When considering getting a new puppy, there’s often a lot of thinking, requirements and work to be done. Getting a new puppy is almost like having a new baby, you have to make sure you set correct boundaries that are needed and ensure that you have fun.

Having fun with your new puppy is essential but so are rules and boundaries, the same as you would set rules and boundaries for your children. Having the correct start for you and your puppy helps ensure that you both have a good, respectful relationship. As much as getting a puppy feels like it could be reasonably easy and the training will come and land in your lap, this isn’t always the case; you have to take into consideration a few things.

Financial and time commitments; Ask yourself, do I have the money to be paying for a puppy, its insurance, a good, high quality food, grooming bills, vet bills and sometimes more? Having a puppy/dog is very expensive and takes a lot of commitment, not just financially but with time too. A puppy, shouldn’t really be left alone for longer than a maximum of 3 hours on its own as puppies need time to socialise with people, dogs and everything going on in the environment around them. At the same time as socialisation, puppies should have plenty of rest and personal time, they’re growing and developing and need sleep to ensure their brain’s aren’t overworking. If time or financial situations are hard then its best to re-think getting a puppy until you are able too, this will then reduce the amount of dogs being rehomed.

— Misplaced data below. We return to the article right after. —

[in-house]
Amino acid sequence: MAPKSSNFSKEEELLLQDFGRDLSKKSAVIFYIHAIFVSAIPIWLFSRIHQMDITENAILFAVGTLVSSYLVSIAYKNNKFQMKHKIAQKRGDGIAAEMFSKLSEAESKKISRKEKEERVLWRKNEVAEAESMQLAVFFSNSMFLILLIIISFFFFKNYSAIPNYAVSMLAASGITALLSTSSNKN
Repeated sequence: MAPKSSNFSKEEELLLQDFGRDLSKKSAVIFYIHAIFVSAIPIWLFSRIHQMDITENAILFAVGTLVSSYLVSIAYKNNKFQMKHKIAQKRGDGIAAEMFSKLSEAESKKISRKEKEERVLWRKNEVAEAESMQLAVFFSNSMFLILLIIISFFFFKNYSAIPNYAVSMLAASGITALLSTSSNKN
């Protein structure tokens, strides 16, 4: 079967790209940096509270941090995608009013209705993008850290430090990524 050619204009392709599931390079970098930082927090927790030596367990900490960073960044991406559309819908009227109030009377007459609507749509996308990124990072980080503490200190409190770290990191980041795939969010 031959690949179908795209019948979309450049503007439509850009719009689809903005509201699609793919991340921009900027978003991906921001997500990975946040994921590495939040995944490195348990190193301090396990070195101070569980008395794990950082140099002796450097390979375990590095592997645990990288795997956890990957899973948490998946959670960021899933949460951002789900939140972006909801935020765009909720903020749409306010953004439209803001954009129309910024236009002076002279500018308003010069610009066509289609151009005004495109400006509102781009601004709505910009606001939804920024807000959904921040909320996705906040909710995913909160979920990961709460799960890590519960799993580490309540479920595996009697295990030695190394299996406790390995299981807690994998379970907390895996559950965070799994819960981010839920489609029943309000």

Choice of breed; when considering getting a puppy, you may want to think about what you want the puppy for. Whether you just want the pup as a family pet, or you want to work with it. (EG, Flyball, Agility etc.) Getting the right puppy that suits your home and what your lifestyle is like.

Speak to a qualified trainer; Speaking to someone such as a qualified trainer about the breed you are thinking of getting instead of just the breeder themselves often enlightens you to a lot more. Trainers have seen both the worst traits and best traits of dogs and they will be able to advise you on what’s best and what do consider when buying the breed of dog you would like.

Cross Breeds; when looking at cross breeds make sure you research about the breeds and around what the breeds are. Look at both the best and worse traits of each breed and makes you aware of what could happen in the future, and what type of dog you could have.

Home; ensure that your home has a accessible garden that the pup could reach easily (when you’re around so you can keep an eye on him/her), meaning that toilet training is quick and easy for you and pup, saving a lot of hassle in your home and so that you don’t have to put extra stress on you or your pup. Having a garden also gives the puppy freedom.

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